Though Paul deals a lot with false teachers in the letters to Timothy and Titus, he is not the only New Testament writer to deal with the subject. Peter has a lot to say about these deceivers, as well as those who are deceived by them.
The story of Esther is familia7.r to many, and has great value to teach us today. As we look at several passages from the book this morning, we will notice several occasions where Mordecai and Esther chose to do the right thing, even when it may not have been the easiest choice to make.
Though the letters of Timothy and Titus are often thought of as instructive for preachers, there is something for all of us within those pages. We are all called to be servants of the Lord, and we all should strive to be the best we can be as God’s servants.
The book of Revelation is considered to be one of the more difficult New Testament books to understand, and for good reason. It is filled with symbolism that we have to concede surely made more sense to the original readers than it does to 21st century readers. Combine that with the plethora of misinterpretations of the book that have been at the core of religious doctrine for many, and one can easily see how the book can be difficult to understand.
The overall message of the book, however, is incredibly simple. At the end of everything, Christ, and all who have aligned themselves with Him (Christians) are victorious. Perhaps one section where this is most clearly seen is in Chapters 19-20.
In Revelation 19:11, we are introduced to a Rider on a white horse, Whose name is called “The Word of God” (v. 13). He is also depicted with a sharp sword coming from His mouth. When we compare these details with what had previously been written by John (John 1:1, 14; Rev. 1:16), this Rider on the white horse is none other than the Lord Jesus. And as we keep reading, this Rider claims victory over all of His enemies.
The first enemies to fall are the beast and the false prophet, and those aligned with them. We could engage in discussion about the identities of the beast and the false prophet, and it could be a worthwhile discussion. For the moment we are only interested in what happened to these enemies of the Lord. They are struck down, and thrown into the lake of fire that burns with sulfur (Rev. 19:12).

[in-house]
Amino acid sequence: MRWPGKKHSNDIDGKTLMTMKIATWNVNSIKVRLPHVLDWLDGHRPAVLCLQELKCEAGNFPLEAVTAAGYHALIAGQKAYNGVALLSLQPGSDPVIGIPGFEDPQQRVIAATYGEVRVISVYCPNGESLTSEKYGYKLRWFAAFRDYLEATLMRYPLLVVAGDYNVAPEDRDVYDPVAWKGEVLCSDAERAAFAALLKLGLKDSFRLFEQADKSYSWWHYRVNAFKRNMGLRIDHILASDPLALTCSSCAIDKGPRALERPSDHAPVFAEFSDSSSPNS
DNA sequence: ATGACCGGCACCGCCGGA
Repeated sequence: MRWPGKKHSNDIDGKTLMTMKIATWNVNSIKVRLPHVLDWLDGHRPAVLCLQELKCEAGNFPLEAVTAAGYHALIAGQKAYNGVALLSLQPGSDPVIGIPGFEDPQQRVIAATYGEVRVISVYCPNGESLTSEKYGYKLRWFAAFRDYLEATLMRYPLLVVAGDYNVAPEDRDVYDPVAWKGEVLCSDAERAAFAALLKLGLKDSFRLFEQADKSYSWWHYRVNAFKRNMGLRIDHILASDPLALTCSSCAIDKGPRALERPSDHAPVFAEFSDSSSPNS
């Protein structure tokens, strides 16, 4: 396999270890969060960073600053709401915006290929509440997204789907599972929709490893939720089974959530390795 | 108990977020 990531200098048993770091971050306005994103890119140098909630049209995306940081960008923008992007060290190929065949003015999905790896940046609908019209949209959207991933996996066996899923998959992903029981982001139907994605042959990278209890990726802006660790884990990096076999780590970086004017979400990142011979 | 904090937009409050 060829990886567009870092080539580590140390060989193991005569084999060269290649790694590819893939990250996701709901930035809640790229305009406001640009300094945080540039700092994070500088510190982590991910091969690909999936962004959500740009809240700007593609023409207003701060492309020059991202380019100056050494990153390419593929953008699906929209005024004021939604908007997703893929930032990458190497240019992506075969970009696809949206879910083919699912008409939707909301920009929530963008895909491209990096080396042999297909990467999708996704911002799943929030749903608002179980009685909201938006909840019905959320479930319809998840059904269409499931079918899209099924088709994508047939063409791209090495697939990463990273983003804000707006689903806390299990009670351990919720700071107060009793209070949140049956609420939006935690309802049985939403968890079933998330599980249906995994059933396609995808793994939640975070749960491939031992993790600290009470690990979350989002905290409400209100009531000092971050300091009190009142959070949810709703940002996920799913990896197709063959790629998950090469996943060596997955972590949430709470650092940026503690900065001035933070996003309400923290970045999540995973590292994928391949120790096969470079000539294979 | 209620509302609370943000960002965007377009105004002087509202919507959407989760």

Next up is the dragon, that ancient serpent, who is the devil and Satan (Rev. 20:2). Again, much time has, and could be devoted to the meaning of the “thousand years” in verses 2 and 7. What does it mean that he is imprisoned for a thousand years, and then released? What are Gog and Magog (v. 7)? These may be worthwhile questions, but may we not get so caught up in these questions that we miss the ultimate fate of the devil.
…and the devil who had deceived them was thrown into the lake of fire and sulfur where the beast and the false prophet were, and they will be tormented day and night forever and ever. (Rev. 20:10 ESV)
There is still yet one enemy to be thrown down. The apostle Paul had stated in 1 Corinthians 15:26 that “the last enemy that will be destroyed is death.” As we continue reading, when the Lord has taken His seat on the great white throne, Death and Hades (the Grave) are depicted as giving up the dead that are in them so that they may be judged (Rev. 20:13). And in the end, Death and Hades are also thrown into the lake of fire, along with the beast, the false prophet, the devil, and all whose names are not written in the book of life (Rev. 20:14-15). Death and the grave, the perennial enemy of man, are thrown down as well.
While there may be some value in trying to understand these various symbols better, the most important thing we have to understand is that God, the Lamb, and His people are victorious over all the servants of evil. Where many may see fear and judgement in the last book of the Bible, let the child of God read it, and rejoice in hope and comfort of his victory in Christ.
He who testifies to these things says, “Surely, I am coming soon.” Amen. Come, Lord Jesus! (Rev. 22:20)
Knowing that we are called doesn’t always make it easy to serve. Sometimes, we are aware of our own weaknesses, and may think that these things will hinder us from serving. But God knows what those weaknesses are, and he calls us to serve anyway.
All Christians have been called to service in God’s kingdom. As those who are called, we are instructed to fight the good fight of faith. Though we face a dangerous foe, we have all that we need to fight against him, and claim the victory in Christ.
Paul uses the illustration of vessels in a house, some being used for honorable purposes, others for dishonorable. This illustration points to a truth in the church, that there are some bringing honor to God, but others who are bringing shame and reproach upon his name. Which one are we going to be? Paul describes how we must become vessels of honor in order to bring glory of God.
Based on a sermon outline by Brother Todd Clippard, our study today considers what we don’t know about tomorrow. And by understanding what we don’t know, we may be moved to be certain that we are prepared to meet our Lord in judgment.
As children we would often sing, “Father Abraham, had many sons. I am one of them and so are you.” Romans 4 explains to us how all who have faith in Jesus are children of Abraham, following his example of faith. Despite some failures in his life, Abraham is an outstanding example of faithfulness that parents, and all Christians can follow today.
Sometimes, it is good to be reminded of things, even if we haven’t really forgotten them. We may not forget that Christ is risen, but it should cause us to rejoice when it is brought to our attention. We may not forget the Lord’s promises, but it is no less meaningful to hear them repeated. In our text for tonight, we are reminded of some things that we probably haven’t forgotten about, but we are blessed through the reminder all the same.